Crotons are true tropical plants and perform best at 50-90 degrees. At 40 degrees the plants will enter dormancy and stop most growth. At 32-35 degrees some cultivars will drop leaves, especially in a windy, unprotected spot. At 28-32 degrees, all plants will drop leaves and some will have tip or stem damage depending on the age of the plant, cultivar and location. We have seen some varieties in Melbourne, FL keep all their leaves and experience no die back at 28 degrees while other varieties will drop all leaves and die back to the ground at 32 degrees in Ft. Pierce.
We have observed many Crotons growing just fine within 100’ of the ocean in Florida. They are rarely damaged by normal levels of salt spray but should a heavy wind blow excessive levels of salt spray on the leaves for an extended period, they can be defoliated (as can most non native sea-shore plants). A timely and thorough wash of water from the hose bib takes off most of the sea salt on your special plants.
They have been used as indoor decorative plants since the Victorian era in Europe. Their colorful foliage, hardiness and ease of care have always made them very popular worldwide. Many nurseries in North America started importing them from Europe to be used specifically as house plants. Varieties Norma, Petra and A.F.D. #5 were bred especially for the indoor environment, and are widely grown and used today for just that purpose.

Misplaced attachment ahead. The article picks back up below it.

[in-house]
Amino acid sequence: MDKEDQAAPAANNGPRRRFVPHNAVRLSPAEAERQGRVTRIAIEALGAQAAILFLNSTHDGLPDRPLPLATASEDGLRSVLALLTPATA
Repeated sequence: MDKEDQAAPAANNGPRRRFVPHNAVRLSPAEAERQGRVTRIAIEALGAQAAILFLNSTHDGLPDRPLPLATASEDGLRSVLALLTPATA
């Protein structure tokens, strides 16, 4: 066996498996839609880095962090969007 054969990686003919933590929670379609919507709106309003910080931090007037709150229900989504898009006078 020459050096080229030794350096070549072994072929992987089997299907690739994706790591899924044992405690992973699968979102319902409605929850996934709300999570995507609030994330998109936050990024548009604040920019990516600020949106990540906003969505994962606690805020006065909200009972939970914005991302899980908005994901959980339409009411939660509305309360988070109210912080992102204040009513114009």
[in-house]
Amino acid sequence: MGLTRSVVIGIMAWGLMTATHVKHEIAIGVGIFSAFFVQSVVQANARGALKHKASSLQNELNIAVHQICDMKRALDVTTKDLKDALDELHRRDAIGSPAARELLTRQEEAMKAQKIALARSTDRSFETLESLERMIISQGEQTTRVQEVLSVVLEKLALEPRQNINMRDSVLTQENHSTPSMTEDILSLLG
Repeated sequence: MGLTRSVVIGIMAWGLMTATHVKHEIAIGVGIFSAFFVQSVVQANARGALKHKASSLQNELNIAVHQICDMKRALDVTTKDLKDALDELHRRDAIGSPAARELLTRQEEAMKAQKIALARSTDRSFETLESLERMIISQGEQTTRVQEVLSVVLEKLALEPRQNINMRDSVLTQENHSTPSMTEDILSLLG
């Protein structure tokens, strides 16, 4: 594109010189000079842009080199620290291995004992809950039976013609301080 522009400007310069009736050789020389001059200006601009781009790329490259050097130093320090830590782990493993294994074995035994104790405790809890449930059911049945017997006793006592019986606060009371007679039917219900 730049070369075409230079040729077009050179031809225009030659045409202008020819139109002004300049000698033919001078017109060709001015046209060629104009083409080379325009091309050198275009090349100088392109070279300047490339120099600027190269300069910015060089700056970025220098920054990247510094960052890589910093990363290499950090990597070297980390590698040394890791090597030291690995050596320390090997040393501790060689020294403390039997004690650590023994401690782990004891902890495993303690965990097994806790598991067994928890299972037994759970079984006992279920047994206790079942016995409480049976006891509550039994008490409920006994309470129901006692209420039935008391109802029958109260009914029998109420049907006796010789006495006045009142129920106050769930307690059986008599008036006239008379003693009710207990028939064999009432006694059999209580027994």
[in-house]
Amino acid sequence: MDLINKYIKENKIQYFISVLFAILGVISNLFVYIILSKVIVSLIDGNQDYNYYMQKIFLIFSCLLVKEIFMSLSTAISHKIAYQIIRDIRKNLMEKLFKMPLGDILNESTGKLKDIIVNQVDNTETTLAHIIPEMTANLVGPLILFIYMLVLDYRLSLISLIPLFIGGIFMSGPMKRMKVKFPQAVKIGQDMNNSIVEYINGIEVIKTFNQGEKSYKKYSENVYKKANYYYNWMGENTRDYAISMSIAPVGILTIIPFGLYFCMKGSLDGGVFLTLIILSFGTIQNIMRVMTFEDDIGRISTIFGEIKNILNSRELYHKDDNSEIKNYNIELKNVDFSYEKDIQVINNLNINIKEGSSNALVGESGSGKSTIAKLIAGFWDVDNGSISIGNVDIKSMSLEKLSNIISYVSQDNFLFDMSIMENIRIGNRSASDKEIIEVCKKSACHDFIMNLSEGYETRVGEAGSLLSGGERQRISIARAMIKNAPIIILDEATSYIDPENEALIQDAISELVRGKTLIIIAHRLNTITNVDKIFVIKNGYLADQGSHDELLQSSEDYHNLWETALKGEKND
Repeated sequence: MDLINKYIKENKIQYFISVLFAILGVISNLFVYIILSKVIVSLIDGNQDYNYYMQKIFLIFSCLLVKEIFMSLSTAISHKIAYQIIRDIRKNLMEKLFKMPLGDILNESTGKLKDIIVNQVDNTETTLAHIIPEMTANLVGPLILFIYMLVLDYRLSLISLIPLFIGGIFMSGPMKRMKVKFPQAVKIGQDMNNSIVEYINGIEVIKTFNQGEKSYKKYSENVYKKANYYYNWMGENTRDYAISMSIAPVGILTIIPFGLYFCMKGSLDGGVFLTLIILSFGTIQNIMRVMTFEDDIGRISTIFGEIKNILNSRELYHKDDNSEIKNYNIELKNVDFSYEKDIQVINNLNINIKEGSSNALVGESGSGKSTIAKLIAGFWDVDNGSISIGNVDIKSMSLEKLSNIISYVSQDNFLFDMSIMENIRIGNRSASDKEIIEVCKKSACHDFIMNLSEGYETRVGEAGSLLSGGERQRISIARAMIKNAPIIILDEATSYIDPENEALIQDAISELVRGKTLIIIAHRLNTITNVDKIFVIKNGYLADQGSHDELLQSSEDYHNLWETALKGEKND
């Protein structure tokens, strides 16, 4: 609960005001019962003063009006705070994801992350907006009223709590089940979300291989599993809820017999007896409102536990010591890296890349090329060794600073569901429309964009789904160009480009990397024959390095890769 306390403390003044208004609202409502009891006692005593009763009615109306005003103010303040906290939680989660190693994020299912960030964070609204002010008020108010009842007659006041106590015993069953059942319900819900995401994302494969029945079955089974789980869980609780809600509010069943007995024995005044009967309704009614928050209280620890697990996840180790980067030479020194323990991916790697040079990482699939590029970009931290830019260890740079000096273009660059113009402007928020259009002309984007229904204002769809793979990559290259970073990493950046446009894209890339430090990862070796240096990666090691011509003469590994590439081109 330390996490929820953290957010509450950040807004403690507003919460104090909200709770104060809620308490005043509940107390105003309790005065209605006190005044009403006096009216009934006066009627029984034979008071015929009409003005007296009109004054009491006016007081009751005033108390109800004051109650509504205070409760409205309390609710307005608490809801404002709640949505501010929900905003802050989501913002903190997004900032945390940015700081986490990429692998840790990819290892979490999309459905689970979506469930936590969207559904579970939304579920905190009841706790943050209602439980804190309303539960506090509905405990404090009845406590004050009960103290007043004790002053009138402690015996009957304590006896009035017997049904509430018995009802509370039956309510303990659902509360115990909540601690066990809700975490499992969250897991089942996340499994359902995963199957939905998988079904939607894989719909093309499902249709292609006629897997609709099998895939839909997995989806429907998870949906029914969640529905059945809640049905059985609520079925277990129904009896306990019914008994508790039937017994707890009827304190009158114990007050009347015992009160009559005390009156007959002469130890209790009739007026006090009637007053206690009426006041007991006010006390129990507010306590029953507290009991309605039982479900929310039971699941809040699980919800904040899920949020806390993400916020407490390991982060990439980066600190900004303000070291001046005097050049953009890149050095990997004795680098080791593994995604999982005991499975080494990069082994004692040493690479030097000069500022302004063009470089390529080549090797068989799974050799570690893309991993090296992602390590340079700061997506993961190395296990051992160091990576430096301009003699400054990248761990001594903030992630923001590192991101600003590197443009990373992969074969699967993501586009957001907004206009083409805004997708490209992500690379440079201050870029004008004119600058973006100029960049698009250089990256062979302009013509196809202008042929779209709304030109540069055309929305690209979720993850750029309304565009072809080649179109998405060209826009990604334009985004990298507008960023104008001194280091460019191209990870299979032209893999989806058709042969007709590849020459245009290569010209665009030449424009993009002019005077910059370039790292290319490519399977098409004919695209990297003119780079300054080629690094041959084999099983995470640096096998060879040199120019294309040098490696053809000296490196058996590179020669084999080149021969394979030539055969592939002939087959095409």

Ironically however, we do not recommend Crotons as houseplants in South Florida because they must have humid conditions which centrally air-conditioned homes and offices cannot provide.
The most widely grown varieties for indoor use include Petra, Norma, A.F.D.5, Mrs. Iceton, Gold Dust, and Mammie. Dwarf varieties such as Batik, Ram's Horn and Picasso's Paintbrush are also good choices. Most people start with a one gallon plant for a table top or small space, and a three gallon plant for floor decoration. Simply take the new plant and drop it inside of a decorative container or repot into a clay, faux terracotta or other decorative pot with saucer and good drainage. Use a good sterile potting medium, finish by sprinkling a little slow release fertilizer around the top, and give the roots a good soaking once weekly.
Don’t over water or keep the soil soggy. Houseplants are happier when just a little dryer; as long as the leaves and stems are atomized frequently. If it’s in a sunny window, increase slightly. The biggest problem with Crotons indoors is spider mites. Since spider mites most often congregate under the leaves, regular humidifying via spray droplets is just the right discouragement . Once spotted, simply wiping the leaf undersides with a soft sponge and soapy water should keep them suppressed and under control.
In the warmer months when overnight temps rarely dip below 60 degrees F, potted crotons enjoy spending some time outdoors in a spot that is shaded from hot afternoon sun.